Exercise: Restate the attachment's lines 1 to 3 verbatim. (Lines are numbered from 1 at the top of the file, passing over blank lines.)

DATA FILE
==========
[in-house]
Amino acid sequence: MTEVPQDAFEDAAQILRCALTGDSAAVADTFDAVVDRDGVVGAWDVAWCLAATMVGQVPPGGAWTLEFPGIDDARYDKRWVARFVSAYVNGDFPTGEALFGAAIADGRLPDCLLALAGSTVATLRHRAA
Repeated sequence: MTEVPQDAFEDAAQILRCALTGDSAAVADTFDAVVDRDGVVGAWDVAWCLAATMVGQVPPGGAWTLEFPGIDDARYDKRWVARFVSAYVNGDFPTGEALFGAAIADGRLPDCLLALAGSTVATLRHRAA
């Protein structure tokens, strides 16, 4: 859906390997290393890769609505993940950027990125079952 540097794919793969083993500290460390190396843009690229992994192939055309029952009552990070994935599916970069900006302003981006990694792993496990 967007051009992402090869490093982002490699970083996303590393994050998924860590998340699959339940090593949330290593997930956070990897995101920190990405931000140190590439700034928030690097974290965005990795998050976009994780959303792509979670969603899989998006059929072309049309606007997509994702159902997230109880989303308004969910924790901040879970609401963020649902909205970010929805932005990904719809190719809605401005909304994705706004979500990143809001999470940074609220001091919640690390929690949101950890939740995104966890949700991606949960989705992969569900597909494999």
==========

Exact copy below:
[in-house]
Amino acid sequence: MTEVPQDAFEDAAQILRCALTGDSAAVADTFDAVVDRDGVVGAWDVAWCLAATMVGQVPPGGAWTLEFPGIDDARYDKRWVARFVSAYVNGDFPTGEALFGAAIADGRLPDCLLALAGSTVATLRHRAA
Repeated sequence: MTEVPQDAFEDAAQILRCALTGDSAAVADTFDAVVDRDGVVGAWDVAWCLAATMVGQVPPGGAWTLEFPGIDDARYDKRWVARFVSAYVNGDFPTGEALFGAAIADGRLPDCLLALAGSTVATLRHRAA